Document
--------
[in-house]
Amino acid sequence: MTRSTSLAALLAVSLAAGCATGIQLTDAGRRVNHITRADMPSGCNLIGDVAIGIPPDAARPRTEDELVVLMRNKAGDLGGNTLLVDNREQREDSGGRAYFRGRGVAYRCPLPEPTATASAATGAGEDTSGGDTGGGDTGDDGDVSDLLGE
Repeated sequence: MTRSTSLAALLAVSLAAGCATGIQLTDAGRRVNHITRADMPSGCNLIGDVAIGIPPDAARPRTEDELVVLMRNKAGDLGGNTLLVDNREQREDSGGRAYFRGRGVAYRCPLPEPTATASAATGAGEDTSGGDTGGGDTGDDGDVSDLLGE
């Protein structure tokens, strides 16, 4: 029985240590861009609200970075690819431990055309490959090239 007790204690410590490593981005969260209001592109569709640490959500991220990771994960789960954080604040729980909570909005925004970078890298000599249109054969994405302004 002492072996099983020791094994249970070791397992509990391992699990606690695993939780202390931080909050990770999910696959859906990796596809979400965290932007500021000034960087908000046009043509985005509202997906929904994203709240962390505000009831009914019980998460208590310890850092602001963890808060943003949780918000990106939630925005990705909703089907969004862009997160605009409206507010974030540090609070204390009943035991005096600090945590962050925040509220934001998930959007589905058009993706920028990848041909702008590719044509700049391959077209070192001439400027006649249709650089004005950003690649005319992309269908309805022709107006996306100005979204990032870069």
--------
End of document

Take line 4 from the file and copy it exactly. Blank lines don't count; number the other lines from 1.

């Protein structure tokens, strides 16, 4: 029985240590861009609200970075690819431990055309490959090239 007790204690410590490593981005969260209001592109569709640490959500991220990771994960789960954080604040729980909570909005925004970078890298000599249109054969994405302004 002492072996099983020791094994249970070791397992509990391992699990606690695993939780202390931080909050990770999910696959859906990796596809979400965290932007500021000034960087908000046009043509985005509202997906929904994203709240962390505000009831009914019980998460208590310890850092602001963890808060943003949780918000990106939630925005990705909703089907969004862009997160605009409206507010974030540090609070204390009943035991005096600090945590962050925040509220934001998930959007589905058009993706920028990848041909702008590719044509700049391959077209070192001439400027006649249709650089004005950003690649005319992309269908309805022709107006996306100005979204990032870069």